This collection will, for many, shed a new light on Yevgeny Svetlanov
– in the interests of more accurately representing the original
Russian spelling I have reinstated the ‘Y’ in the English transliteration
of his name which curiously disappeared from some sources many
years ago. Svetlanov was well known for his dynamic and exciting
conducting – he could even make quite dull works teem with life
– and some will have heard him as a pianist in his own Piano Concerto
and as accompanist in chamber music
These recordings, some of which have been available
sporadically in the past on a variety of labels including
Russian Disc, come from the private archive of Svetlanov’s
widow, Nina Svetlanova and date from between 1954 to 1978.
Annoyingly, the booklet is very badly annotated and we are
not told which recordings come from which year or even in
what year many of the works were written. The works on this
expansive four-CD collection date over twenty-nine years –
between 1949 and 1978. Svetlanov’s musical language was very
conservative indeed. Not knowing many of these works, I was
quite shocked at how derivative much of the music was. The
first work we are given is possibly the best known: the Symphony
No 1 in B-flat minor. Throughout the work one can clearly
hear strong echoes of Tchaikovsky, Rakhmaninov and Myaskovsky.
In the finale I thought someone had spliced-in a section of
Shostakovich’s Twelfth Symphony (2:28) – a work that was,
surprisingly, written six years later. Svetlanov’s symphony
is a big, sprawling work of some 48 minutes. It hangs together
rather well - it just sounds like so many other things. My
guess from the recording quality is that this recording dates
from the 1970s or early 1980s and, a little scrappy playing
apart, the work is given as committed and passionate a performance
as one could imagine.
Written a year after the legendary violinist’s
death in 1974, the Poem is dedicated to the memory
of David Oistrakh. David’s son Igor plays very touchingly.
The orchestral interludes in this piece are far too long and
I found my interest waning during what seemed to my ears ‘padding’.
This would have made a satisfying ten-minute work but it proved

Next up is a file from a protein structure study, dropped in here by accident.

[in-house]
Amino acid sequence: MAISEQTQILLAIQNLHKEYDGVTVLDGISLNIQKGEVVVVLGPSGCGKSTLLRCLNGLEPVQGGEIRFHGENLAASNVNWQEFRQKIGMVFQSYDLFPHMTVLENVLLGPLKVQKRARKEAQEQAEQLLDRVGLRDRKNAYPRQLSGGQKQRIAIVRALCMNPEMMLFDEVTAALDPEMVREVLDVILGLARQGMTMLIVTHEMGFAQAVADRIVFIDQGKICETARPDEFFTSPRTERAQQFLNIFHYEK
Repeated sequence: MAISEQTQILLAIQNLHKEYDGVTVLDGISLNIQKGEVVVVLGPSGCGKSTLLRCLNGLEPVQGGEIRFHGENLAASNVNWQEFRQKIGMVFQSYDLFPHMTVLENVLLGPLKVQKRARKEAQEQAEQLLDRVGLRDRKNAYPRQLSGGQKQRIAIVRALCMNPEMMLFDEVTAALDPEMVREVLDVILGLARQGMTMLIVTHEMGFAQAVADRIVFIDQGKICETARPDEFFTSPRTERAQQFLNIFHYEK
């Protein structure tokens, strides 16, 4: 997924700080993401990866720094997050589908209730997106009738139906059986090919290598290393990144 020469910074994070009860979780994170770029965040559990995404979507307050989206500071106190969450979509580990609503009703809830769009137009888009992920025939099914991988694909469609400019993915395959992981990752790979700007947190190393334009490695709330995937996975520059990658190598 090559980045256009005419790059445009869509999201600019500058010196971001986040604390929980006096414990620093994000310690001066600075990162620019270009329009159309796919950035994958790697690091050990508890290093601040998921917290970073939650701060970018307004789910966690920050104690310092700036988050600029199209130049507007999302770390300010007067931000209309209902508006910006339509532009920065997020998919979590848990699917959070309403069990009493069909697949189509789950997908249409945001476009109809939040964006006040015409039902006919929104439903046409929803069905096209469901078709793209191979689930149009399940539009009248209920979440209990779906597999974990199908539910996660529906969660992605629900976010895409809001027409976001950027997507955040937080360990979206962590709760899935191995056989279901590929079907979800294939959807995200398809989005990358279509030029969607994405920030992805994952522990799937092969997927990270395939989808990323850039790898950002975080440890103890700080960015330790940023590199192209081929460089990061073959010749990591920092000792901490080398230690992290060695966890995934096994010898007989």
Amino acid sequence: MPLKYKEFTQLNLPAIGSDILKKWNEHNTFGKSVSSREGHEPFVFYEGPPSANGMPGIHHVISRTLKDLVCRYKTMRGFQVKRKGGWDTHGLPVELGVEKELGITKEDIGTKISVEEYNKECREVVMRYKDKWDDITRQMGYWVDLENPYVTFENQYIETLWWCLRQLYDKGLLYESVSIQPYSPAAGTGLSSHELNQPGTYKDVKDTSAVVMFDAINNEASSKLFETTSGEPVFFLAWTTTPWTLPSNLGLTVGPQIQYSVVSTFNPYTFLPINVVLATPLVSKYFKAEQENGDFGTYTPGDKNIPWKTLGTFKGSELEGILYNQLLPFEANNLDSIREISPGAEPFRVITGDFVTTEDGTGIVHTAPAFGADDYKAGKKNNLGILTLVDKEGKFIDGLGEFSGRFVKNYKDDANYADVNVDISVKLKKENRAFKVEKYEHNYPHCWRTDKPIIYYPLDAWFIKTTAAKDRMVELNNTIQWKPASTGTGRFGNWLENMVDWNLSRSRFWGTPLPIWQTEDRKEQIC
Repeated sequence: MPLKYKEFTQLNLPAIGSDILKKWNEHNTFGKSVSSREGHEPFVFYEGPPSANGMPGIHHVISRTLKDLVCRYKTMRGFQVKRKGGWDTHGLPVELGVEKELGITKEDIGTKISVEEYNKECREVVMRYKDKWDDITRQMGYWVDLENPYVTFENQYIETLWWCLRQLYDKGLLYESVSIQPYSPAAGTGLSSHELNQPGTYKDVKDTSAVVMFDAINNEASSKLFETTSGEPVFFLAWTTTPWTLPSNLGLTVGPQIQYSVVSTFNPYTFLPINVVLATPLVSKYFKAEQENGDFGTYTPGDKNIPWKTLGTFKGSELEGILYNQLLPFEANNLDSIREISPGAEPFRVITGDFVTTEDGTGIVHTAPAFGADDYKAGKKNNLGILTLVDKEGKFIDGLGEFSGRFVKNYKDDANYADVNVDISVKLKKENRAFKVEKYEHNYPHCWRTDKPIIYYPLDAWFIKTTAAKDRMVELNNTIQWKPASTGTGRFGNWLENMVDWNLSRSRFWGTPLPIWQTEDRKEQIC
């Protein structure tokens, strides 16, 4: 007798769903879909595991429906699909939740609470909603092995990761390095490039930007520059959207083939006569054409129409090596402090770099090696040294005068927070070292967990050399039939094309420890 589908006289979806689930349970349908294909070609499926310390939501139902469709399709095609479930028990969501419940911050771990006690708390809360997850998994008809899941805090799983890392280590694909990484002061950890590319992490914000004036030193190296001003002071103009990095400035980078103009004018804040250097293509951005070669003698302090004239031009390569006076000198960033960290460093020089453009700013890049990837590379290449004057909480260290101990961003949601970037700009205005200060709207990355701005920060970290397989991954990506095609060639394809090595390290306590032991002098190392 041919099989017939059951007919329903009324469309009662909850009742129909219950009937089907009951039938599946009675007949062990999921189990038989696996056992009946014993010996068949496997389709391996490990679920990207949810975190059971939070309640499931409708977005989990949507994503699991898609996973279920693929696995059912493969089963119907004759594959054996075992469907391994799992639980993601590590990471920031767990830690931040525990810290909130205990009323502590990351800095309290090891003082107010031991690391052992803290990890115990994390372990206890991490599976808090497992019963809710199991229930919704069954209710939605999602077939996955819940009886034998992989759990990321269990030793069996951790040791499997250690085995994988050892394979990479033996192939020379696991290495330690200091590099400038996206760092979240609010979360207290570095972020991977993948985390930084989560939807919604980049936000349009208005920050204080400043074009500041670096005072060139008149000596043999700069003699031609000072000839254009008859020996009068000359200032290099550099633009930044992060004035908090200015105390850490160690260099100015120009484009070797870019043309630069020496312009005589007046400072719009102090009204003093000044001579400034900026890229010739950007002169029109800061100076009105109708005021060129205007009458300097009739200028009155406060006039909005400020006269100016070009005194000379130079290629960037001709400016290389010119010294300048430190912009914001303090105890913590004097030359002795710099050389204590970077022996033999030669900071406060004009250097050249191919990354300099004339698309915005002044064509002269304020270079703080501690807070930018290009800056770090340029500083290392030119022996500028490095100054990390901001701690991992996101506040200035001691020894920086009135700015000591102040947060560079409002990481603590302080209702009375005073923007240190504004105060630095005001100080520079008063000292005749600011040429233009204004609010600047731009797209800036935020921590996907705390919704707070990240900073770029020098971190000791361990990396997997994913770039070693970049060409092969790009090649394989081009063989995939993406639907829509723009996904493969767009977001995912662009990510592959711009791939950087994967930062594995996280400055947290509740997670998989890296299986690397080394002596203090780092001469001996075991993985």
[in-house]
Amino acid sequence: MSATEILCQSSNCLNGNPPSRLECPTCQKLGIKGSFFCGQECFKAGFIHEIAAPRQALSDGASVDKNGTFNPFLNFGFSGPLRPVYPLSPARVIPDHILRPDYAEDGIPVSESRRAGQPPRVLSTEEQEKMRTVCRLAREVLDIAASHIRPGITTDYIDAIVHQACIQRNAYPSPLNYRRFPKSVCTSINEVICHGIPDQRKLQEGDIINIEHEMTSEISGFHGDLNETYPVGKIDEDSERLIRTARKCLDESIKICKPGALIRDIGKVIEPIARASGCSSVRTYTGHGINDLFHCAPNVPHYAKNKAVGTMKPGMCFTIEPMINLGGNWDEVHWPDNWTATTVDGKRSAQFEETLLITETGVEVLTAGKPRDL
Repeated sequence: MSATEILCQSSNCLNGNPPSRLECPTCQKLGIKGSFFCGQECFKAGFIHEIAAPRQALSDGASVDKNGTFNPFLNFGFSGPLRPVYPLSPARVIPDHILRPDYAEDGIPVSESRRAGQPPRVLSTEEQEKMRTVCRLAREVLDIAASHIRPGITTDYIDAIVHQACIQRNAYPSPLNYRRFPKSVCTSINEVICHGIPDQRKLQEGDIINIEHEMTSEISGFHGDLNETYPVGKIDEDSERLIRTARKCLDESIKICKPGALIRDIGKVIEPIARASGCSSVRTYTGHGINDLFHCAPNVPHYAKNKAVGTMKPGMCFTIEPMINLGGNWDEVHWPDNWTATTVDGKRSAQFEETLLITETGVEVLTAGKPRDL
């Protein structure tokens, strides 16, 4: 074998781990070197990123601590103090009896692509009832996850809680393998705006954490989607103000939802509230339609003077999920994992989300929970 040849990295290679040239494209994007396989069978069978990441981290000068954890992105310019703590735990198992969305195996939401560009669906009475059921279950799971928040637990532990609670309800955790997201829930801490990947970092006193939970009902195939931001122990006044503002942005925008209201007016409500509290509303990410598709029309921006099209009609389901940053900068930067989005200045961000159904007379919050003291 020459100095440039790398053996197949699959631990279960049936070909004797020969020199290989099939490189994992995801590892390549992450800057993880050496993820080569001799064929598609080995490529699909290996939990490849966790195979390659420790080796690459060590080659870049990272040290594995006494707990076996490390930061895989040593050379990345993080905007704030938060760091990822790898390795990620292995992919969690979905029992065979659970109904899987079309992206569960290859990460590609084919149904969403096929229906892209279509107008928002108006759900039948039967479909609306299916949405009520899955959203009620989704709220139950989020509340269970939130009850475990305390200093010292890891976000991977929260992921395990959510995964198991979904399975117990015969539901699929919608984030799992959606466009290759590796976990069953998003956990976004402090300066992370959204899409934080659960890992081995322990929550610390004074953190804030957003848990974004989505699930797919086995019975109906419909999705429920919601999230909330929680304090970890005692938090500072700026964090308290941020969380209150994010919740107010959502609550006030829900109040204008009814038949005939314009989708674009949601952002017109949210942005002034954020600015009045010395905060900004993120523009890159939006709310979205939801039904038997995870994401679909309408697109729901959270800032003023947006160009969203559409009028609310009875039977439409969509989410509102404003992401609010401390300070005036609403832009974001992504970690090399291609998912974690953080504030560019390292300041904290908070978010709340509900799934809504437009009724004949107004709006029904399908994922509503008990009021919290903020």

a slightly tiresome eighteen for me.
The second CD opens with The Red Guelder-Rose
from 1975. This is a symphonic poem written in memory of another
great Russian artist who died in 1974 – the actor, writer
and director Vasily Shukshin (1929-1974), whom Svetlanov regarded
very highly. The musical echoes of Myaskovsky, Rakhmaninov
and Shostakovich loom large here as well – as does the plainchant
Dies irae, so beloved of Rakhmaninov. There is no indication
as to the words which are being sung by the off-stage voice
at 16:44, nor who the singer is. An online source suggests
it might be a certain A. Streltsenko, although this is a masculine
Russian name and the singer is most definitely female!
Maxim Shostakovich conducts and Svetlanov is the
soloist in the Piano Concerto. Full of folk song allusions
and reminders of Medtner, Rakhmaninov and Tchaikovsky, this
work would appeal to lovers of undemanding Romantic piano
concertos although, again, I found myself becoming exasperated
with its unoriginality and derivativeness.
The Preludes present some of the more original
music on this disc - indeed in this collection – although
Rakhmaninov gives way to Skryabin as the most obvious influence
in the first Prelude. The remaining movements are often
inspired by folk music and make for an entertaining if not
profound listening experience. The most substantial of the
six Preludes is the final Vivo, which seems
to act as final summing up of the previous five movements.
The third disc in this set opens with what turned
out to be one of my favourite works from this collection,
the symphonic picture Daybreak in the Field. It is
the earliest of the works in this collection, dating from
1949, presumably when Svetlanov was still a student. At just
under six minutes’ duration I found it a little short. In
style it reminded me very strongly of the fine but little-known
Soviet composer Yuri Shaporin (1887-1966), a composer whose
works would have been very familiar to the young Svetlanov